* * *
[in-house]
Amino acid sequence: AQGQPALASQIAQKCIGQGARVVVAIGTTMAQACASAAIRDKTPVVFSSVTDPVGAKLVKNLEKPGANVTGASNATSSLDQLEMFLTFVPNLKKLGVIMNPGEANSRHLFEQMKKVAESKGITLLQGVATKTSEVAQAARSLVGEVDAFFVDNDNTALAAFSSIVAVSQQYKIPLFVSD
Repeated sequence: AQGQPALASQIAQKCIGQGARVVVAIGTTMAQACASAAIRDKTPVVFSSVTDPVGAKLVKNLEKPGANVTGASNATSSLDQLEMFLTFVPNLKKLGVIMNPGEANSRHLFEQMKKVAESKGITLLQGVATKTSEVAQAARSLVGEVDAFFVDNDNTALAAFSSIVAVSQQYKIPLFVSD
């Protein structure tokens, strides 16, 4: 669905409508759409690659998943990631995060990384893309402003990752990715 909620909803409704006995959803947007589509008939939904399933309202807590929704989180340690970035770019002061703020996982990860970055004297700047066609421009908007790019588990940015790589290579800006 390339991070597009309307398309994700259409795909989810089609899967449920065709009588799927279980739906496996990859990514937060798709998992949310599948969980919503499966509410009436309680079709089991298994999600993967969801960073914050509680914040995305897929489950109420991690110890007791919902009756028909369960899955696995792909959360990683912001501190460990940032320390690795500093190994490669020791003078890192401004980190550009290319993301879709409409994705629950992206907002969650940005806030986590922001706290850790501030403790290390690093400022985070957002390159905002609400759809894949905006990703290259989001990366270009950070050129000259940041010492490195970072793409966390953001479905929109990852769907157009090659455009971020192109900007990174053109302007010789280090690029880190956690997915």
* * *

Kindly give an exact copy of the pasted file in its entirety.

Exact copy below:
[in-house]
Amino acid sequence: AQGQPALASQIAQKCIGQGARVVVAIGTTMAQACASAAIRDKTPVVFSSVTDPVGAKLVKNLEKPGANVTGASNATSSLDQLEMFLTFVPNLKKLGVIMNPGEANSRHLFEQMKKVAESKGITLLQGVATKTSEVAQAARSLVGEVDAFFVDNDNTALAAFSSIVAVSQQYKIPLFVSD
Repeated sequence: AQGQPALASQIAQKCIGQGARVVVAIGTTMAQACASAAIRDKTPVVFSSVTDPVGAKLVKNLEKPGANVTGASNATSSLDQLEMFLTFVPNLKKLGVIMNPGEANSRHLFEQMKKVAESKGITLLQGVATKTSEVAQAARSLVGEVDAFFVDNDNTALAAFSSIVAVSQQYKIPLFVSD
């Protein structure tokens, strides 16, 4: 669905409508759409690659998943990631995060990384893309402003990752990715 909620909803409704006995959803947007589509008939939904399933309202807590929704989180340690970035770019002061703020996982990860970055004297700047066609421009908007790019588990940015790589290579800006 390339991070597009309307398309994700259409795909989810089609899967449920065709009588799927279980739906496996990859990514937060798709998992949310599948969980919503499966509410009436309680079709089991298994999600993967969801960073914050509680914040995305897929489950109420991690110890007791919902009756028909369960899955696995792909959360990683912001501190460990940032320390690795500093190994490669020791003078890192401004980190550009290319993301879709409409994705629950992206907002969650940005806030986590922001706290850790501030403790290390690093400022985070957002390159905002609400759809894949905006990703290259989001990366270009950070050129000259940041010492490195970072793409966390953001479905929109990852769907157009090659455009971020192109900007990174053109302007010789280090690029880190956690997915």